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Posted by xStatiCa | Sep 26, 2017 @ 10:11 PM | 7,376 Views
This will be a blog with useful thermal hunting hints that I found throughout the forum so that I can easily read them again after I forget... what was I doing again? Oh yea.

Info on thermals down very low.

Originally Posted by Don Stackhouse
Thermals near the ground tend to be small in diameter, and fairly weak, with very tight cores, although this one was a bit extreme in those regards. In particular, it requires some extremely tight turns, which requires a lightly-loaded plane and some special piloting techniques.

When the diameter of the turn is small, the airflow past the plane is very significantly curved, If the airflow is perfectly aligned with the fuselage at the wing, back at the tail the "relative wind" could be blowing upward (because of the bank angle) and inward towards the center of the turn by as much as 10-15 degrees! This tries to put the nose down, and yaw the plane towards the outside of the turn. If it's a 2-channel rudder-elevator model you need some yaw in that direction anyway, to get enough extra angle of attack at the inside wing tip to compensate for the lower airspeed there, and hold bank angle more or less constant. If the designer was really clever with juggling things like dihedral schedules, tail moment arm, tail design and wing airfoils,
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Posted by xStatiCa | Jun 23, 2016 @ 10:57 AM | 9,339 Views
This is just a post to organize links I find to help with learning f3k strategies, hints, tips, etc.

Flyboypaul: "A few common things I watch people struggle with in the wind"

like.2.fly: A few tips on how to handle coming back with floaty (low aspect ratio wings)
Posted by xStatiCa | Sep 04, 2015 @ 09:39 AM | 11,718 Views
This is just mainly a blog so that I can keep track of rudderless DLG flying discussions and some posts that I think are worth considering before going rudderless. If any of the opinions on any potential downsides are important enough for you to not go rudderless is up to you. People have won contests with and without them recently and in the past.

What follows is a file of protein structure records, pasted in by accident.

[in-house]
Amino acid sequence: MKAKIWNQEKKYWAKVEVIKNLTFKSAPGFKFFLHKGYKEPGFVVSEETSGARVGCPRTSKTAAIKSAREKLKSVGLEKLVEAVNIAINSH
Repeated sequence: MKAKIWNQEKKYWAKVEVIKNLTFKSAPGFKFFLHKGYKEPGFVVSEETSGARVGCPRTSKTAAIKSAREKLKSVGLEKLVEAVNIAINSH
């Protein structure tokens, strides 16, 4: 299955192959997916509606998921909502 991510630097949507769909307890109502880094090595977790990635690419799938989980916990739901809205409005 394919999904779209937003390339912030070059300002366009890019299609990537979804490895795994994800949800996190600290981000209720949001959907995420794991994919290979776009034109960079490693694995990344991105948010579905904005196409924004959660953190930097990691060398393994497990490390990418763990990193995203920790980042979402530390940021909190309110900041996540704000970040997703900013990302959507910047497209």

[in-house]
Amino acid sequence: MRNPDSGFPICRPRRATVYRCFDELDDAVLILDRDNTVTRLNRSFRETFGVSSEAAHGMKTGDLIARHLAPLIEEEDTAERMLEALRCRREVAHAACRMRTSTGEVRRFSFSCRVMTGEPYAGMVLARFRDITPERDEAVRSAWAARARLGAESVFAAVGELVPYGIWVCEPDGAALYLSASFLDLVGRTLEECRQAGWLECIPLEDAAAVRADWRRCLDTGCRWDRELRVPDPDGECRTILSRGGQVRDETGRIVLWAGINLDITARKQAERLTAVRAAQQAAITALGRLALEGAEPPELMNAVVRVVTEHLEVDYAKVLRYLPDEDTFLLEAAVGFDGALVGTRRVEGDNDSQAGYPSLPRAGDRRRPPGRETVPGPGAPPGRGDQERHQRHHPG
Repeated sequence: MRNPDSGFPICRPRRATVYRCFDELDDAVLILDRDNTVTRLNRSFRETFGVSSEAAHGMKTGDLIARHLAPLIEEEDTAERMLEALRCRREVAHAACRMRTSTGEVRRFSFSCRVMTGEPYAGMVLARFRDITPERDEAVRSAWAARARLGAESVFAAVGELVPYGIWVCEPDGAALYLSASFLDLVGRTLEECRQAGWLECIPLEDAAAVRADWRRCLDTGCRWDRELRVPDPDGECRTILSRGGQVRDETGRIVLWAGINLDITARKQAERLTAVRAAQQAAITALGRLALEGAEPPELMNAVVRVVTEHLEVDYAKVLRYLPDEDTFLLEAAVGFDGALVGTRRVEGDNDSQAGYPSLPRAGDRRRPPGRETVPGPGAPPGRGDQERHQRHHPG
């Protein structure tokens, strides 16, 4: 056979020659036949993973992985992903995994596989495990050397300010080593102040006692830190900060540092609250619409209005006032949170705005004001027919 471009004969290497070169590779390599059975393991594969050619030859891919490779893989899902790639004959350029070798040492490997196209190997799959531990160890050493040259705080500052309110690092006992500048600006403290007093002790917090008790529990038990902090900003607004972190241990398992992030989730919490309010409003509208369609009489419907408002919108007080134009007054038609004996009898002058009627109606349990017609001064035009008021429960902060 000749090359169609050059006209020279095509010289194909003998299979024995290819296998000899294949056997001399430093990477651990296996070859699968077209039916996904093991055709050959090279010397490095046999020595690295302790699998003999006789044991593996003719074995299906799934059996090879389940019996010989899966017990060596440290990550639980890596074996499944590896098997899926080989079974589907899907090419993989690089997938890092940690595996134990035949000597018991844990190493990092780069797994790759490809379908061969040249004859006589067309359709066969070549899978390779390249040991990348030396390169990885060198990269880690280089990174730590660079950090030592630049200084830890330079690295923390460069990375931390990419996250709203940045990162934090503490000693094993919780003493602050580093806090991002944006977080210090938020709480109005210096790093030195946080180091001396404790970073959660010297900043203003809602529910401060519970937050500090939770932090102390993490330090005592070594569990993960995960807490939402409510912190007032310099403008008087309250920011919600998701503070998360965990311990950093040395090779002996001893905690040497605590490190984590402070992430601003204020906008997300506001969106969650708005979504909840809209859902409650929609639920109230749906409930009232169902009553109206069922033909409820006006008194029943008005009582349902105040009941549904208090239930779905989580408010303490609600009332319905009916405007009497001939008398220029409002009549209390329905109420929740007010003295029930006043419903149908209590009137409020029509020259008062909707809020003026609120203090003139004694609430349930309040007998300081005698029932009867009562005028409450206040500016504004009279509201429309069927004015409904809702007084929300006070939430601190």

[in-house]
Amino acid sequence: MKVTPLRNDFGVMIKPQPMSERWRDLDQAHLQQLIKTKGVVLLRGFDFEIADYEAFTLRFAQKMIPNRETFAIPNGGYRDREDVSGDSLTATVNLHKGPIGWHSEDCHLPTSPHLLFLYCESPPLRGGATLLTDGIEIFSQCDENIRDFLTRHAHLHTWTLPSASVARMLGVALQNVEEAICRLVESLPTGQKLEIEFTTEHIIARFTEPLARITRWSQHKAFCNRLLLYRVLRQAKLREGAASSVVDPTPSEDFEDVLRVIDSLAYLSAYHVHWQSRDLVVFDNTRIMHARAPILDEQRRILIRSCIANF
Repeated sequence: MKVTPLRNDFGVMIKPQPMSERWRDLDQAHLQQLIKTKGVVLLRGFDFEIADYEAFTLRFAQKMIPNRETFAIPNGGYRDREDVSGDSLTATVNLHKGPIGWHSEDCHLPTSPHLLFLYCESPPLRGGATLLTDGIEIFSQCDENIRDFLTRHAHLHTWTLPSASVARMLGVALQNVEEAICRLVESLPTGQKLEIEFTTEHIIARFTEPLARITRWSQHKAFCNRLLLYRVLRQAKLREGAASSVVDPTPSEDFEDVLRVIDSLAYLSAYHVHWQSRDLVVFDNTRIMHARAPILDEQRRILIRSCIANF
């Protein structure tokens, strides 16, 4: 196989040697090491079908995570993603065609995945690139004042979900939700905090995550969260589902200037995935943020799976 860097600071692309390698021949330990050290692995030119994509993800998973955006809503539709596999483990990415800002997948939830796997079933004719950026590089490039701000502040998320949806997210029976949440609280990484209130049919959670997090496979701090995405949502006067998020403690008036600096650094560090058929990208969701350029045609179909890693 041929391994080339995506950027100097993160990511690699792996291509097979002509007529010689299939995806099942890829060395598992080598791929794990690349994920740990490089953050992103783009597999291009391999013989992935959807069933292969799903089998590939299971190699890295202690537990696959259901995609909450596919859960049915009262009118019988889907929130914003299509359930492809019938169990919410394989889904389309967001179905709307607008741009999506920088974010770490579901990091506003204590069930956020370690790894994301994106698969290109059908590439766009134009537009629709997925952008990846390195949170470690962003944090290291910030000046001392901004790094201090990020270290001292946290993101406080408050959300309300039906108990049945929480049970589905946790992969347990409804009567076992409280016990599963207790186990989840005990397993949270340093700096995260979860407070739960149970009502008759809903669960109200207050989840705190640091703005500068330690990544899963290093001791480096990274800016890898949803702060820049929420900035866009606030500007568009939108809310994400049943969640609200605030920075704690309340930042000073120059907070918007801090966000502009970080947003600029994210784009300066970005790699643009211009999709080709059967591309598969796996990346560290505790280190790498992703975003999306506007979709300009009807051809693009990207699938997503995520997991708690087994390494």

There are a lot of listed reasons that people go rudderless or don't. I personally like the mechanical simplicity of rudderless on DLGs and feel very comfortable flying them that way even in adverse weather. My experience is still relatively new to DLG though so definitely don't go just by my good feelings about it. The only ruddered airplanes I have are a Mini-DLG and a 3 meter Pike Superior motorless sailplane. From 1992 to 2013 I only flew RC Helicopters that requires rudder of course so I am not afraid of using rudder. I would never go rudderless on an RC heli I only fly DLGs now.


Some interesting comments are in those threads.
Originally Posted by like.2.fly
It's hard to argue the comments from Jaap about this year's world champion (Vincent) flying rudderless.
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Posted by xStatiCa | Jun 20, 2014 @ 01:07 PM | 11,303 Views
It flies! I almost forgot how much better a 1.5m flies than a 1m. I haven't flown a 1.5m in over 2 months before today.

I took it out for some trim flights before work this morning and it flew great(to my weak thermal skills anyway . It went from 281 grams to 291 grams with the repair (wing repair, horizontal mount reinforcement with some fiberglass to make sure it never falls off again, and some tape and small piece of fiberglass on the stab for a crease).

I could lose some weight (4 or 6 grams maybe) if I shorten the servo wires and put a flat 550mah battery in instead of the 1200mah round 1s turnigy LiPo. I would be able to put more of the weight right up in the tip of the nose with the flat cell being lighter.

I did a discharge curve and found out the 1200mah is not 1200mah and the Hyperion flat 550mah cell drops less voltage under load than the turnigy 1s. The 1200 does last a little longer with the loads from my DLG (maybe 180mah average). If you were to pull an average 1 amp though the Turnigy 550mah lasts longer than the 1200mah turnigy 1s. We don't pull that much current though.